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Cover image for Talking Machine World
Talking Machine World

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Cover image for Television Forecast
Television Forecast

A predecessor to TV GUIDE, TV FORECAST was published in Chicago from 1948 to 1953. The title FORECAST referred to the anticipated weekly schedule of television programming, but we can also think about it as speculations, predictions, and fever dreams about what the medium would become -- some of which were realized, others of which were quickly forgotten. -- Eric Hoyt, 2019.

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Cover image for The Edison Phonograph Monthly
The Edison Phonograph Monthly

Reprint, with an introduction added, of a periodical published 1903-1916 in New York by the National Phonograph Co

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The Exhibitor

Regional trade paper that began in Philadelphia, but expanded to include editions for other markets.

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Cover image for The Film Daily
The Film Daily

This leading industry publication, published out of New York, was founded in 1915 by Wid Gunning (who called his publication Wid's Daily until 1922). The Film Daily documented the rise of the Hollywood studios, the transition to sound, and the evolution of the American film industry (the paper finally shuttered in 1970). The Film Daily included feature reviews, news stories, and advertisements, but its extensive coverage of short films in the 1920s and 30s distinguished it from other trade papers of the period. -- Eric Hoyt, 2011/2013

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Cover image for The New Movie Magazine
The New Movie Magazine

Relatively short-lived magazine that nonetheless played a crucial role in the gossip industry. Launched in 1929, it cost only ten cents, when the majority of high-end magazines sold for a quarter. It was also primarily sold through Woolworth’s five and dime stores; the combination of cost and accessibility led to its dominance, by 1933, over all other magazines (circulation: 650,000). As a result, the other magazines decreased their price to match New Movie’s. New Movie had less content and poorer quality drawings and illustrations, but the content similar in tone and quality to that of the high end magazines. Ceased publication in 1935. -- Anne Helen Petersen, 2013. Secondary sources consulted: Inside the Hollywood Fan Magazine by Anthony Slide and MovieMags.com.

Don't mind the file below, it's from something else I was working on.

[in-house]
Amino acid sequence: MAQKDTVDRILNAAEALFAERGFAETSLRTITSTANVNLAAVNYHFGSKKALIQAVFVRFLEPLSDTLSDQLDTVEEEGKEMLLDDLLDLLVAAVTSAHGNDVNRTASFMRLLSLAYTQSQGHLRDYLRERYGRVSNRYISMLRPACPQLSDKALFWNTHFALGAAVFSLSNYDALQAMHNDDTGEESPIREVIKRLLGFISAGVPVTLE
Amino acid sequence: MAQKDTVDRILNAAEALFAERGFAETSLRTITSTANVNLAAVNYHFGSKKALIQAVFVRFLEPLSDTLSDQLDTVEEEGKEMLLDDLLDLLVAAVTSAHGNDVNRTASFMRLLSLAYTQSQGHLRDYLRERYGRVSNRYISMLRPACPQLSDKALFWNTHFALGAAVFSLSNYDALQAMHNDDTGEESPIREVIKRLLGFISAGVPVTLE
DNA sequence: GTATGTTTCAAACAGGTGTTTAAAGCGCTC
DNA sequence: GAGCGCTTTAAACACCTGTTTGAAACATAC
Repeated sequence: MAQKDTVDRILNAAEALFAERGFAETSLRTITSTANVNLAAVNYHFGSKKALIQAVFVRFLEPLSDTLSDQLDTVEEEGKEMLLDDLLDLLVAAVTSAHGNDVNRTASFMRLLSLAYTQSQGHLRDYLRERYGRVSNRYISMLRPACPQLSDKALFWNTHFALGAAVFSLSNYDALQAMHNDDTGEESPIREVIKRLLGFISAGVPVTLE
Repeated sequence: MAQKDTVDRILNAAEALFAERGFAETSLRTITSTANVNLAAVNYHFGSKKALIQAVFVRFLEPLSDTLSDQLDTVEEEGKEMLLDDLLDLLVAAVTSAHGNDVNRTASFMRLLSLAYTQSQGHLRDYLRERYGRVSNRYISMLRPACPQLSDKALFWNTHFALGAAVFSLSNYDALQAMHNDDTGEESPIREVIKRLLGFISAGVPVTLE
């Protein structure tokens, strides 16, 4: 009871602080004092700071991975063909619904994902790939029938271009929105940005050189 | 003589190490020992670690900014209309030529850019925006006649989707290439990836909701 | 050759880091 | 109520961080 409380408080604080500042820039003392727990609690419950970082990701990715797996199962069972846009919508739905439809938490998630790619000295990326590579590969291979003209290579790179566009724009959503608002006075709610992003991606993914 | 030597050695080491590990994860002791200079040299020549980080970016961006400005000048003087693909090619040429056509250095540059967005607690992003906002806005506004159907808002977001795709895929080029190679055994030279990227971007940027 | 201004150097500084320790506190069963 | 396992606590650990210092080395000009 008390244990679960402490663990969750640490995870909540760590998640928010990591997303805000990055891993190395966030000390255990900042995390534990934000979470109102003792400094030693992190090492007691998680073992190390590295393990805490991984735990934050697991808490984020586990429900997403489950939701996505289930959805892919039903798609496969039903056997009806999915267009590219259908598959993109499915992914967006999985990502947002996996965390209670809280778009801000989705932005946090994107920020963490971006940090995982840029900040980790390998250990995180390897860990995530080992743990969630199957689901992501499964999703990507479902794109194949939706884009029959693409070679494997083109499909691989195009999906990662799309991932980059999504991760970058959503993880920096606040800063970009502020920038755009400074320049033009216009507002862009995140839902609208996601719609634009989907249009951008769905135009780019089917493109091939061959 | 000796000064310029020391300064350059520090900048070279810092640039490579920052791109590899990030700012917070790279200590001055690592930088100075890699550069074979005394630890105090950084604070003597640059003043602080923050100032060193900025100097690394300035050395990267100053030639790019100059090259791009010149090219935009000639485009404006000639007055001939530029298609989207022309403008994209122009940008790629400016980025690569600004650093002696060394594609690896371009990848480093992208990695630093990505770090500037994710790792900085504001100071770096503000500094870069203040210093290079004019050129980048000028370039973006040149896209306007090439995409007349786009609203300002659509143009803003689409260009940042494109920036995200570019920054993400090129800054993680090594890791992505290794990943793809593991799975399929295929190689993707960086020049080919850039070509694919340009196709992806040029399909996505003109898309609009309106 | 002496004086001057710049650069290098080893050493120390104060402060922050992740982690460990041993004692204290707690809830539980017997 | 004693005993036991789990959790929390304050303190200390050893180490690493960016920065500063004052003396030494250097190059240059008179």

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Cover image for The Picture Show Annual
The Picture Show Annual

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The Radio Annual

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Cover image for The Radio Annual and Television Year Book
The Radio Annual and Television Year Book

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Transactions of the Society of Motion Picture Engineers

Preceeded by an unnumbered issue published in 1916 called: Incorporation and by-laws

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Universal Weekly

The organ of the Universal Film Manufacturing Company. Previously titled MOVING PICTURE WEEKLY.

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Variety

Founded in 1905 by Sime Silverman, Variety is the best known and most important trade paper in the history of American entertainment. Variety began as a New York weekly publication covering vaudeville, however, its scope expanded over time to include legitimate theatre, burlesque, motion pictures, radio, and television (transitions that the MHDL will eventually document within this record). In 1933, Daily Variety was launched in Los Angeles to offer in-depth coverage of the motion picture industry and serve as a competitor to The Hollywood Reporter, which was founded 'on the Coast' in 1930. In March 2013, Variety's owner ended the print edition of Daily Variety, though as of this writing, the weekly publication and a website offering non-stop news updates still exist. Variety may ultimately be best remembered for its integration of show business slang into entertainment trade coverage. Boffo. Hokum. Quickies. Svelte. Climaxer. Tenpercenter. Coastlander. Skein. We're still feeling zowied. -- Eric Hoyt, 2013